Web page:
Nearly two months after its original release on current-gen consoles, Bungie is finally taking its first steps back into the massive ecosystem of PC gaming with Destiny 2. After beating the campaign and attempting the Leviathan Raid on PlayStation 4 I decided to put down the DualShock and wait for what was sure to be the definitive version of Destiny 2. With the release date in sight, Bungie was gracious enough to bring me and other games journalists on their own dime to their Studio HQ to have hands-on time with the final build of the PC port. It was a treat to experience as both a long-term fan and a member of this industry.
What was immediately apparent walking into the play area was that we were going to be playing Destiny 2 on powerful hardware. Specifically, these were the same machines shown off at the Nvidia booth during E3, with each PC packing an Intel Core i7-770K clocked at 4.2GHz, an Nvidia GTX 1080Ti and 16GB of RAM. To showcase the graphical prowess Destiny 2 had yet to unleash, our machines were geared to play at 4K resolution at a stable 60FPS on Asus Predator G-Sync monitors. Thankfully though, not everyone needs this level of hardware. Because Destiny 2 has a moderate amount of PC optimization the game has a respectable low-spec for budget players looking to jump into the action. While I would have loved to experiment with some settings, Bungie had put some restrictions on us so I wasn’t able to go as in-depth as I would have liked. Destiny 2 was not running at max settings during this preview event, with many of them set to high and medium. Despite the average settings, Destiny 2 still looks and feels superior to the console release in nearly every way.
After I switched to PC as my preferred platform for gaming it’s becomingly increasingly hard to deal with the limitations of first-person shooters on current-gen consoles running at 30FPS. Smoothness and clarity are such integral parts of the experience for shooters and Destiny 2 is finally unshackled from those limiters. Mouse and keyboard also offer that next level of precision that aim-assisted controllers can only dream of achieving and the freedom to map the game to my personal preference is ideal for comfort. Hand Cannons, Scout Rifles and Pulse Rifles feel so much more attuned and viable to this control method and I was able to experiment with a larger set of weapons than being locked to the safety of an auto rifle and select exotics on PlayStation 4. Players who do want to use a controller on PC can safely do so as well with everything set to the console defaults except the crosshair, which is a default ten degrees higher and can be adjusted back in the options menu.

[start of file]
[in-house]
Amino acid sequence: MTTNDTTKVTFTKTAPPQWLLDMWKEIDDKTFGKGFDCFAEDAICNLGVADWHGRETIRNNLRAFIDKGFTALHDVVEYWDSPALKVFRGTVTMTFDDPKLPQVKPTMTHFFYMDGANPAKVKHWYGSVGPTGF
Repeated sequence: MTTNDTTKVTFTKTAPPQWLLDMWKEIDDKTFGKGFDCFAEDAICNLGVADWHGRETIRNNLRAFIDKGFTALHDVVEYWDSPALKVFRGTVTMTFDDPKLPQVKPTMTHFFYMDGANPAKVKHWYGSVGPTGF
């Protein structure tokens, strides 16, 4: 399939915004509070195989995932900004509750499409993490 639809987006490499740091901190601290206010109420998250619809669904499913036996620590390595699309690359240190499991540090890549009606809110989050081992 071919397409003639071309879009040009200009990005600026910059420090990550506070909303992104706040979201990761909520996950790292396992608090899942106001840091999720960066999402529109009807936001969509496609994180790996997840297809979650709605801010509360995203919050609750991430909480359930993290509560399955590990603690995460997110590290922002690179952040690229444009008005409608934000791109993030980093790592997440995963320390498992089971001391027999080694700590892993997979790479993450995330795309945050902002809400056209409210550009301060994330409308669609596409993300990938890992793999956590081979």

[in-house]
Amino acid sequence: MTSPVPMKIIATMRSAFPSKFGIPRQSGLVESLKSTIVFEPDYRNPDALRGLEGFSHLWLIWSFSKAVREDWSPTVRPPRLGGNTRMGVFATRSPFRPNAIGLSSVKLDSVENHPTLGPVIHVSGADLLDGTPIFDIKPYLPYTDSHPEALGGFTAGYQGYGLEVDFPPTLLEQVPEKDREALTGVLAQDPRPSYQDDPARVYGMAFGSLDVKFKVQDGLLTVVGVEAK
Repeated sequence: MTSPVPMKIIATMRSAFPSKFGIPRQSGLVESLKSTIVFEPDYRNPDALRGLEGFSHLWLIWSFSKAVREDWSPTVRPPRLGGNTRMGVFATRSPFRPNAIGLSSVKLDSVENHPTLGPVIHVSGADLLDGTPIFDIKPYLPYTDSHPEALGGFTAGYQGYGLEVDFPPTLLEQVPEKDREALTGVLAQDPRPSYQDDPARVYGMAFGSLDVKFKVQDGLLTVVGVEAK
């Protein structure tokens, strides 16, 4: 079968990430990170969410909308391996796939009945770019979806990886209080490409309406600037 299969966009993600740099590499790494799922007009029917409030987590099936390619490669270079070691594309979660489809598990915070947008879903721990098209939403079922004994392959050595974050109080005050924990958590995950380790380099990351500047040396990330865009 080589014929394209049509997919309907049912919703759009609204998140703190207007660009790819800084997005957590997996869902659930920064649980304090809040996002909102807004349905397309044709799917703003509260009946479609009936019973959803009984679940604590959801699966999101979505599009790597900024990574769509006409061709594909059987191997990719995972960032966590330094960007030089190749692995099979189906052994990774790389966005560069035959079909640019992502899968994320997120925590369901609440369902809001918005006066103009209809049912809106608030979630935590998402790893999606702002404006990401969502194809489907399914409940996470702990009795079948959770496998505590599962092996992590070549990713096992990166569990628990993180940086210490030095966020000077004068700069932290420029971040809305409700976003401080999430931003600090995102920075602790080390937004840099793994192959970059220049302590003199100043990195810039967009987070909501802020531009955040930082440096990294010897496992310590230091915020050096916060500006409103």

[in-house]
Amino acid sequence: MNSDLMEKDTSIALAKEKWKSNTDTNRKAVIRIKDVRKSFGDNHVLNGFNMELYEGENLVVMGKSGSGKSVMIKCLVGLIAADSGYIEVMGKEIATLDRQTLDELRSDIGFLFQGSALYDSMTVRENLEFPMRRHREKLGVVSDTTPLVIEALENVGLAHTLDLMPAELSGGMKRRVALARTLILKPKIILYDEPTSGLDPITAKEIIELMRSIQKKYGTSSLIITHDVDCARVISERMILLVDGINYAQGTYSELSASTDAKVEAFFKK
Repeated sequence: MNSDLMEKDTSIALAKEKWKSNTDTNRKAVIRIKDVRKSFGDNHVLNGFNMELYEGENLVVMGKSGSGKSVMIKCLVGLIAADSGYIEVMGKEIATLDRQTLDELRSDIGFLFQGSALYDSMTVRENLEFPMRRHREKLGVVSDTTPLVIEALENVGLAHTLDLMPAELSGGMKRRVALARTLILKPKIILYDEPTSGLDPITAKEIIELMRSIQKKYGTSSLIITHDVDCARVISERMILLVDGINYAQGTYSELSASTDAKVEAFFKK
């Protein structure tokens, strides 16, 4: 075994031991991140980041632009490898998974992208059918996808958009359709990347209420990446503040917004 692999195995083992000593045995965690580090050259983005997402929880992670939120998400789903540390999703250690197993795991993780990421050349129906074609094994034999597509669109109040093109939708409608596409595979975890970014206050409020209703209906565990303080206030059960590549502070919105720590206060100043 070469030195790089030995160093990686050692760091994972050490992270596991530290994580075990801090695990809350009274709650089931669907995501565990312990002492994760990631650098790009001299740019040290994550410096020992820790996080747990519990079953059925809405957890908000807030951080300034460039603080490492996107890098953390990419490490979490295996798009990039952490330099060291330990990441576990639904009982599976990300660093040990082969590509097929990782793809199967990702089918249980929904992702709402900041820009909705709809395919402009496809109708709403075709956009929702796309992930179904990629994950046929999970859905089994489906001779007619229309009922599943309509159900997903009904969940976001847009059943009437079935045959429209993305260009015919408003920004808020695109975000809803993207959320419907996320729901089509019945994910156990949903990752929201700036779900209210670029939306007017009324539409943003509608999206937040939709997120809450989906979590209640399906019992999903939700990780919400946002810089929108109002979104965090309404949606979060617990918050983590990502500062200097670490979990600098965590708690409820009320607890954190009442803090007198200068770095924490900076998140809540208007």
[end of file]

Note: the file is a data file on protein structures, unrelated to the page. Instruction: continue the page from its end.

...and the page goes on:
The game ran beautifully throughout the day with no stuttering, screen tearing or annoying bugs to hamper or outright crash the experience. After replaying the opening act of “Homecoming” all the way to “Utopia”, we took a break so Bungie could fast track us to a post-campaign level. We broke into fireteams to explore Nessus, tackle the Pyramidion Vanguard Strike and engage in a flurry of Crucible matches to close out the event. Because our machines were hooked up via LAN connections I can’t comment on the quality of Bungie’s PC netcode for launch. It should also be noted that Blizzard provided no assistance with the PC release of Destiny 2 and their client will only handle whispers and invites, not matchmaking. I had the most fun playing Crucible during the event because it was hilarious to hear all of the team chatter and trash talking going on all around us. Compared to the beginning of the event where we were isolated in our own little games, this moment was truly when the charm of Destiny came out while playing with new companions.
The PC port of Destiny 2 is great, but that doesn’t mean it won’t share many of the same issues that persist in the console release. Endgame is the largest complaint the community currently has. While we have heard of the new improvements and event-based content coming down the pipeline from Twitchcon 2017, Destiny 2 currently lacks that hook to keep a majority of its players logging in every day and that won’t be fixed until an expansion releases to repeat the cycle. I’m also worried at the size of the playerbase at launch. While Destiny and Destiny 2 have grown strong with a console playerbase, there’s nothing new for them to experience here except a smoother framerate and improved visuals—if they have a powerful enough rig to play it. Destiny 2 PC needs to reach out to a different set of players and grow a brand new community from the ground up, which could be a struggle.
Before I had to leave we were able to ask questions to the PC dev team and the only question I had burning in my mind was how Destiny 2 PC would address gameplay balancing going forward from the console release. Because of the precision of keyboard and mouse, some guns could now be considered more viable or powerful than others in the competitive meta using this control method. Currently, Destiny 2 PC will be moving in the same direction as its console counter-parts, including day and date release for all upcoming DLC and season patches, but if those separate gameplay tweaks need to occur then they will be addressed in future patches. For a more in-depth critique of Destiny 2, feel free to read Bryan Calhoun’s review, which shares many of the same thoughts.
Liked this article and want to read more like it? Check out some of Cole’s prereviews, such as Total War Arena and Detroit: Become Human!
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